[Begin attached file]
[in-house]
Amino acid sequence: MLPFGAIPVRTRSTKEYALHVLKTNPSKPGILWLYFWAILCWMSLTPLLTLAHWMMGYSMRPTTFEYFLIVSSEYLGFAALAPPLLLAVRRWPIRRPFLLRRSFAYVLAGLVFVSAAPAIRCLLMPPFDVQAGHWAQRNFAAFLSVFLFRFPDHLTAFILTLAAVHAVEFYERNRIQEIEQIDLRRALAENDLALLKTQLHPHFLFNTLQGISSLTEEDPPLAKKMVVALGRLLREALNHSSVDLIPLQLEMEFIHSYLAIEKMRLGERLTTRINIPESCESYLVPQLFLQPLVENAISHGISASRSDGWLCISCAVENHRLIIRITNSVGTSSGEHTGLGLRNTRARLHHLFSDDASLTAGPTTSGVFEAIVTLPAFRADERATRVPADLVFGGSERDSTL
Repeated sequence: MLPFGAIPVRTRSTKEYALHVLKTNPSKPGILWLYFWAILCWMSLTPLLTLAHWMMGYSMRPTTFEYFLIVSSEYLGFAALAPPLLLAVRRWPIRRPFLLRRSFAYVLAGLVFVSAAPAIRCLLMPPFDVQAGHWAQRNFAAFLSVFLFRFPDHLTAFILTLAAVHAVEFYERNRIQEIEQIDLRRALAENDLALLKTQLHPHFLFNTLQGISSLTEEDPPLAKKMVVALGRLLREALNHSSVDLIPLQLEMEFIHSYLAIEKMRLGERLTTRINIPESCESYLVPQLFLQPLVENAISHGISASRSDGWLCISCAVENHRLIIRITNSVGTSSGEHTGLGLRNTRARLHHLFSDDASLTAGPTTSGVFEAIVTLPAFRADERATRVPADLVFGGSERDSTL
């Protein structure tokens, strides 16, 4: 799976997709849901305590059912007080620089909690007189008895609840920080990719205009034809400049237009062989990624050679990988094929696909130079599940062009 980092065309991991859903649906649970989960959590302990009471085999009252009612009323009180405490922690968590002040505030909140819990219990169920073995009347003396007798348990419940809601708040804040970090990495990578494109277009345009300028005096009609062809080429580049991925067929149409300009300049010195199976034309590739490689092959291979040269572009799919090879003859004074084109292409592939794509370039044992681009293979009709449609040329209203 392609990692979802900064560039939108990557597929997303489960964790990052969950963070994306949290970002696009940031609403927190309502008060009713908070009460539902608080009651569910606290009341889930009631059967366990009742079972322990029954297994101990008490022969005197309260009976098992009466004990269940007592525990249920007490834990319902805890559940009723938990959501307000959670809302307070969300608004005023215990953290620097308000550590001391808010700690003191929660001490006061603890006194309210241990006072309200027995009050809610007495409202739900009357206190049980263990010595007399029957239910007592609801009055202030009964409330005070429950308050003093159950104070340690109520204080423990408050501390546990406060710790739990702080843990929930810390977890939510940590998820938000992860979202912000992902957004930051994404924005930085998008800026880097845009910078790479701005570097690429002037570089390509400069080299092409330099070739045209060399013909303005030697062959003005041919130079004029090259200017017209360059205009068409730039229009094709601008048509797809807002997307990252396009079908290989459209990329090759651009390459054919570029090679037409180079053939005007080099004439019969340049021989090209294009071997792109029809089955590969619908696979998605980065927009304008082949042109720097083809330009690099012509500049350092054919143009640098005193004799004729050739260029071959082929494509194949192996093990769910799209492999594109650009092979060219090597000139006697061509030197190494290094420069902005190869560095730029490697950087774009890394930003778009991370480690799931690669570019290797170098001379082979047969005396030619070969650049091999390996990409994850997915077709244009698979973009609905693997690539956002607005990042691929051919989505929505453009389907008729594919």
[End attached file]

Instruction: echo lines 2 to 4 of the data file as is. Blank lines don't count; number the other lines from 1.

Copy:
Amino acid sequence: MLPFGAIPVRTRSTKEYALHVLKTNPSKPGILWLYFWAILCWMSLTPLLTLAHWMMGYSMRPTTFEYFLIVSSEYLGFAALAPPLLLAVRRWPIRRPFLLRRSFAYVLAGLVFVSAAPAIRCLLMPPFDVQAGHWAQRNFAAFLSVFLFRFPDHLTAFILTLAAVHAVEFYERNRIQEIEQIDLRRALAENDLALLKTQLHPHFLFNTLQGISSLTEEDPPLAKKMVVALGRLLREALNHSSVDLIPLQLEMEFIHSYLAIEKMRLGERLTTRINIPESCESYLVPQLFLQPLVENAISHGISASRSDGWLCISCAVENHRLIIRITNSVGTSSGEHTGLGLRNTRARLHHLFSDDASLTAGPTTSGVFEAIVTLPAFRADERATRVPADLVFGGSERDSTL
Repeated sequence: MLPFGAIPVRTRSTKEYALHVLKTNPSKPGILWLYFWAILCWMSLTPLLTLAHWMMGYSMRPTTFEYFLIVSSEYLGFAALAPPLLLAVRRWPIRRPFLLRRSFAYVLAGLVFVSAAPAIRCLLMPPFDVQAGHWAQRNFAAFLSVFLFRFPDHLTAFILTLAAVHAVEFYERNRIQEIEQIDLRRALAENDLALLKTQLHPHFLFNTLQGISSLTEEDPPLAKKMVVALGRLLREALNHSSVDLIPLQLEMEFIHSYLAIEKMRLGERLTTRINIPESCESYLVPQLFLQPLVENAISHGISASRSDGWLCISCAVENHRLIIRITNSVGTSSGEHTGLGLRNTRARLHHLFSDDASLTAGPTTSGVFEAIVTLPAFRADERATRVPADLVFGGSERDSTL
């Protein structure tokens, strides 16, 4: 799976997709849901305590059912007080620089909690007189008895609840920080990719205009034809400049237009062989990624050679990988094929696909130079599940062009 980092065309991991859903649906649970989960959590302990009471085999009252009612009323009180405490922690968590002040505030909140819990219990169920073995009347003396007798348990419940809601708040804040970090990495990578494109277009345009300028005096009609062809080429580049991925067929149409300009300049010195199976034309590739490689092959291979040269572009799919090879003859004074084109292409592939794509370039044992681009293979009709449609040329209203 392609990692979802900064560039939108990557597929997303489960964790990052969950963070994306949290970002696009940031609403927190309502008060009713908070009460539902608080009651569910606290009341889930009631059967366990009742079972322990029954297994101990008490022969005197309260009976098992009466004990269940007592525990249920007490834990319902805890559940009723938990959501307000959670809302307070969300608004005023215990953290620097308000550590001391808010700690003191929660001490006061603890006194309210241990006072309200027995009050809610007495409202739900009357206190049980263990010595007399029957239910007592609801009055202030009964409330005070429950308050003093159950104070340690109520204080423990408050501390546990406060710790739990702080843990929930810390977890939510940590998820938000992860979202912000992902957004930051994404924005930085998008800026880097845009910078790479701005570097690429002037570089390509400069080299092409330099070739045209060399013909303005030697062959003005041919130079004029090259200017017209360059205009068409730039229009094709601008048509797809807002997307990252396009079908290989459209990329090759651009390459054919570029090679037409180079053939005007080099004439019969340049021989090209294009071997792109029809089955590969619908696979998605980065927009304008082949042109720097083809330009690099012509500049350092054919143009640098005193004799004729050739260029071959082929494509194949192996093990769910799209492999594109650009092979060219090597000139006697061509030197190494290094420069902005190869560095730029490697950087774009890394930003778009991370480690799931690669570019290797170098001379082979047969005396030619070969650049091999390996990409994850997915077709244009698979973009609905693997690539956002607005990042691929051919989505929505453009389907008729594919």